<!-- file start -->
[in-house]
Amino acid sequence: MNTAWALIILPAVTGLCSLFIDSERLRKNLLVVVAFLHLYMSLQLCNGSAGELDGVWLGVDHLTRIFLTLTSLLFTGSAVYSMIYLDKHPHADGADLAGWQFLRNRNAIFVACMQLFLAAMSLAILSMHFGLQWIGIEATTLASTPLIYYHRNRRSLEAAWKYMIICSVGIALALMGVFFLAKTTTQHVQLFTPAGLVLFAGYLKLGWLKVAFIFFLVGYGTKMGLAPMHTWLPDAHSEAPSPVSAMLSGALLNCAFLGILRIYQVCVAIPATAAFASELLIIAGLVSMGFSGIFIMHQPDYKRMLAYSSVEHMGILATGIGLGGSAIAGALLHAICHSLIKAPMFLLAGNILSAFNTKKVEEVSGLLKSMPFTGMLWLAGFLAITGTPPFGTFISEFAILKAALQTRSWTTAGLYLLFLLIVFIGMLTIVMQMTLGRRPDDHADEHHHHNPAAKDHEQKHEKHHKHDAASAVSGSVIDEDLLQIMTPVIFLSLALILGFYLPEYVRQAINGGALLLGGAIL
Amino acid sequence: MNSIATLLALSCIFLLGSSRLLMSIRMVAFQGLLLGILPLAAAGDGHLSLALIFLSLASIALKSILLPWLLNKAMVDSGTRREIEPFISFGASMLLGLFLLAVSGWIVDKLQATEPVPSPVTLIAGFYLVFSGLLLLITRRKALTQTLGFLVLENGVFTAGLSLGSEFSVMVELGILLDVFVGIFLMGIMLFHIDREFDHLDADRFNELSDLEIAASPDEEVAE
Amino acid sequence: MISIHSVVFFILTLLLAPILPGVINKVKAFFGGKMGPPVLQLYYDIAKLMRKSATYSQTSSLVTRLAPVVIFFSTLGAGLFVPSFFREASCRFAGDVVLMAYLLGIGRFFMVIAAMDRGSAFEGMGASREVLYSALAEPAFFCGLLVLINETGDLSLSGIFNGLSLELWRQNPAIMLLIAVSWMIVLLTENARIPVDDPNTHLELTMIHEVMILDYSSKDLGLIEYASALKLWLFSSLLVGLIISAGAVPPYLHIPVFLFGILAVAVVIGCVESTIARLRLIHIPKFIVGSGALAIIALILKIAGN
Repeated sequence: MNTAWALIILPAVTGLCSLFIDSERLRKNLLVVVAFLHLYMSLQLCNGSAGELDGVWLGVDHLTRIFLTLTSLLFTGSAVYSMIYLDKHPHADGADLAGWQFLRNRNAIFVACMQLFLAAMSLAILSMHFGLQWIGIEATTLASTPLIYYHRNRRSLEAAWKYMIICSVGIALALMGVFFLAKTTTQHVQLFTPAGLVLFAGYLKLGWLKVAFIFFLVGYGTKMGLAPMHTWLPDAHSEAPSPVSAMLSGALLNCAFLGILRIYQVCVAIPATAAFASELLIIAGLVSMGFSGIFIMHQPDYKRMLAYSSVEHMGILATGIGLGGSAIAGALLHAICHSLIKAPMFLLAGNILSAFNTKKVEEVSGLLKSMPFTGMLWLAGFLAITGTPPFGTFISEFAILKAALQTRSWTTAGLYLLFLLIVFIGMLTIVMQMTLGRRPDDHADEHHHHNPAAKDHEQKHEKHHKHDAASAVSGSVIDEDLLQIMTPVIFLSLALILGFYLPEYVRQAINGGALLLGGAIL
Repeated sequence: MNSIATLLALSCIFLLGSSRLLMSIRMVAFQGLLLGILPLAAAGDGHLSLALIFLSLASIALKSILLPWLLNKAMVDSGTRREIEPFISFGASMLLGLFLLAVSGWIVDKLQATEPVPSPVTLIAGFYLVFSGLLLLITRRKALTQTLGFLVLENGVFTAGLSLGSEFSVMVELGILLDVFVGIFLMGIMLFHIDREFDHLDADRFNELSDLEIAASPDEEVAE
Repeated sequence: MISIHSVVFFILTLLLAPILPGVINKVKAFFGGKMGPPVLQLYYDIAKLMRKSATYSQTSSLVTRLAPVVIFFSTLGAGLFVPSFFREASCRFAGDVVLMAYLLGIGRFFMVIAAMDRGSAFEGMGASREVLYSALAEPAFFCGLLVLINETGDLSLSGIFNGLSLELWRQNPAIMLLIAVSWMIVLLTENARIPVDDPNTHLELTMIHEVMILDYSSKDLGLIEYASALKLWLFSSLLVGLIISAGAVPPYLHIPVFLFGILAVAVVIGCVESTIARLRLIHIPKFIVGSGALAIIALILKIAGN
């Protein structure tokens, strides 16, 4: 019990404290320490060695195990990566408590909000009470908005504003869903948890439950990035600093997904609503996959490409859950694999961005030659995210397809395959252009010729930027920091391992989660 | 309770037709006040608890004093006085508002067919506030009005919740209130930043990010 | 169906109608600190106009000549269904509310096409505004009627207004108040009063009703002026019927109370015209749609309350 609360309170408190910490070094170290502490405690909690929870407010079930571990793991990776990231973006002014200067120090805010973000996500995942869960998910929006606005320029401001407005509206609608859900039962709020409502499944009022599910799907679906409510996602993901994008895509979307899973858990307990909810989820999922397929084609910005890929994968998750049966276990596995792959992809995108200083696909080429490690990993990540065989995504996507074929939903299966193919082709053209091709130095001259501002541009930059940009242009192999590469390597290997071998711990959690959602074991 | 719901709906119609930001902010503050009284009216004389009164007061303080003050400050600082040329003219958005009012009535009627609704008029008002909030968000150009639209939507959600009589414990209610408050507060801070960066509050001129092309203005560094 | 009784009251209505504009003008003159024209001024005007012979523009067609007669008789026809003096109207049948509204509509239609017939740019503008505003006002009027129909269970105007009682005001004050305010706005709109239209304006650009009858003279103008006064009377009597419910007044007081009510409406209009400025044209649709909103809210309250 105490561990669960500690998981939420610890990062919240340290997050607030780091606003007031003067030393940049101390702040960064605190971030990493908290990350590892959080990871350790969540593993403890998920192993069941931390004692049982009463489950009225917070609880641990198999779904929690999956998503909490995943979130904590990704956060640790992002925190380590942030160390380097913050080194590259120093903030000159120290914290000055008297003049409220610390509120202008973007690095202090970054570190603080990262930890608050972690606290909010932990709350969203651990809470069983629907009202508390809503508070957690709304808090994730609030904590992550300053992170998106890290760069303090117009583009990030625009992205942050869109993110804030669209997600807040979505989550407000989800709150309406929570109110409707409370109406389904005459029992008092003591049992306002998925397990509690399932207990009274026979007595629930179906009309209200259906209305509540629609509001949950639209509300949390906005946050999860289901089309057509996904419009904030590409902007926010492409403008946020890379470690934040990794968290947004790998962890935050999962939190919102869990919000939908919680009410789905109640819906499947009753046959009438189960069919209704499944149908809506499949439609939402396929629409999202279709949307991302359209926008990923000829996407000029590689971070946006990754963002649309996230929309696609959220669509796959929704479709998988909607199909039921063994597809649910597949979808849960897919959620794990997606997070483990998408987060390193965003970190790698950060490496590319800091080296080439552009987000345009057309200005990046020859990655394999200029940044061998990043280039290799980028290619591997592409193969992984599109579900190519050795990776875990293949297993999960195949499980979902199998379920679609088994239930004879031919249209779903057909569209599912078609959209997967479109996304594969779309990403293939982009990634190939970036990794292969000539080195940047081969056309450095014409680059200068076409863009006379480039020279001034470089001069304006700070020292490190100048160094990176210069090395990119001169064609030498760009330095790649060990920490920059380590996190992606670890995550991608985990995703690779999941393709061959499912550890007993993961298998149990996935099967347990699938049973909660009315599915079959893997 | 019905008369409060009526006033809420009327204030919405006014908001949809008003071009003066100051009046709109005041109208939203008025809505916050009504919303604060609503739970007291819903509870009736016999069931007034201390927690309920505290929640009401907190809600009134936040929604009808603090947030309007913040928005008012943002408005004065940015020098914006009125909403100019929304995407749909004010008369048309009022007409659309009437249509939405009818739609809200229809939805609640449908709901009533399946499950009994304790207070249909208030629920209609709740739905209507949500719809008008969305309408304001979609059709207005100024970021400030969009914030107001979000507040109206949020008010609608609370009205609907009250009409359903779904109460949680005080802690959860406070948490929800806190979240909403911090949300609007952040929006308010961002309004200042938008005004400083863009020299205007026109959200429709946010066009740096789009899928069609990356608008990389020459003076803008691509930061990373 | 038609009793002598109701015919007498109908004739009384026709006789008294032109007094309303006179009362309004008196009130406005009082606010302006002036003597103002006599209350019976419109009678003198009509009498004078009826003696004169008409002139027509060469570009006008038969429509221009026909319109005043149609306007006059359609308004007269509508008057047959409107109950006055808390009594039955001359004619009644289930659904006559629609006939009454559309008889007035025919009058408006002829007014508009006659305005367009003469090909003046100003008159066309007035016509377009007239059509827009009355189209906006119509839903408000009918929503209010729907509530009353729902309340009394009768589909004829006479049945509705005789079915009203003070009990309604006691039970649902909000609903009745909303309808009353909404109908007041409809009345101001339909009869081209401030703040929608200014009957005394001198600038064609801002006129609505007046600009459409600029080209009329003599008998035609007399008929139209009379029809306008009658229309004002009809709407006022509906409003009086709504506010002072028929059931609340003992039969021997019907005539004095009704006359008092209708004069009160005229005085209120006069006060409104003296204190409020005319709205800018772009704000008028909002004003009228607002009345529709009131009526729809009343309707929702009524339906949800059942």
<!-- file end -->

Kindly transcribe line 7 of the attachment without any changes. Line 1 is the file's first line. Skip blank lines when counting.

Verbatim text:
Repeated sequence: MISIHSVVFFILTLLLAPILPGVINKVKAFFGGKMGPPVLQLYYDIAKLMRKSATYSQTSSLVTRLAPVVIFFSTLGAGLFVPSFFREASCRFAGDVVLMAYLLGIGRFFMVIAAMDRGSAFEGMGASREVLYSALAEPAFFCGLLVLINETGDLSLSGIFNGLSLELWRQNPAIMLLIAVSWMIVLLTENARIPVDDPNTHLELTMIHEVMILDYSSKDLGLIEYASALKLWLFSSLLVGLIISAGAVPPYLHIPVFLFGILAVAVVIGCVESTIARLRLIHIPKFIVGSGALAIIALILKIAGN